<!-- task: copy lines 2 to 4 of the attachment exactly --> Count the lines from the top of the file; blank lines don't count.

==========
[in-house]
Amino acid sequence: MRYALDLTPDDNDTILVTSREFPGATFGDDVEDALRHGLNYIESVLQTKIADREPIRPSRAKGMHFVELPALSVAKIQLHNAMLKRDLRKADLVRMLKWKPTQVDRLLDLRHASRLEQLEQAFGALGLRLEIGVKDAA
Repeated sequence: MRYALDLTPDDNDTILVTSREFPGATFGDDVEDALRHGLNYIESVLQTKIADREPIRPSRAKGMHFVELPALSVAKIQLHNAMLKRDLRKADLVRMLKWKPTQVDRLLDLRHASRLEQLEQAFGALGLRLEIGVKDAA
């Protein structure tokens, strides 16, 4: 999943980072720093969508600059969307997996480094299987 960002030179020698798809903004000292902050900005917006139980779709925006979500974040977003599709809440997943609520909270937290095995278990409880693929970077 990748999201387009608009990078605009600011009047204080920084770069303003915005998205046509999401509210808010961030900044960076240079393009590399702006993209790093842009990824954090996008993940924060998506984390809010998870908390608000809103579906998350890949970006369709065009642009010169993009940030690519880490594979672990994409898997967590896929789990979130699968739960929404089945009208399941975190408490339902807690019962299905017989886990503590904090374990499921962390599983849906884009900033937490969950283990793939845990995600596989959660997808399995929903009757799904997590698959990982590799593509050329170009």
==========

Amino acid sequence: MRYALDLTPDDNDTILVTSREFPGATFGDDVEDALRHGLNYIESVLQTKIADREPIRPSRAKGMHFVELPALSVAKIQLHNAMLKRDLRKADLVRMLKWKPTQVDRLLDLRHASRLEQLEQAFGALGLRLEIGVKDAA
Repeated sequence: MRYALDLTPDDNDTILVTSREFPGATFGDDVEDALRHGLNYIESVLQTKIADREPIRPSRAKGMHFVELPALSVAKIQLHNAMLKRDLRKADLVRMLKWKPTQVDRLLDLRHASRLEQLEQAFGALGLRLEIGVKDAA
């Protein structure tokens, strides 16, 4: 999943980072720093969508600059969307997996480094299987 960002030179020698798809903004000292902050900005917006139980779709925006979500974040977003599709809440997943609520909270937290095995278990409880693929970077 990748999201387009608009990078605009600011009047204080920084770069303003915005998205046509999401509210808010961030900044960076240079393009590399702006993209790093842009990824954090996008993940924060998506984390809010998870908390608000809103579906998350890949970006369709065009642009010169993009940030690519880490594979672990994409898997967590896929789990979130699968739960929404089945009208399941975190408490339902807690019962299905017989886990503590904090374990499921962390599983849906884009900033937490969950283990793939845990995600596989959660997808399995929903009757799904997590698959990982590799593509050329170009």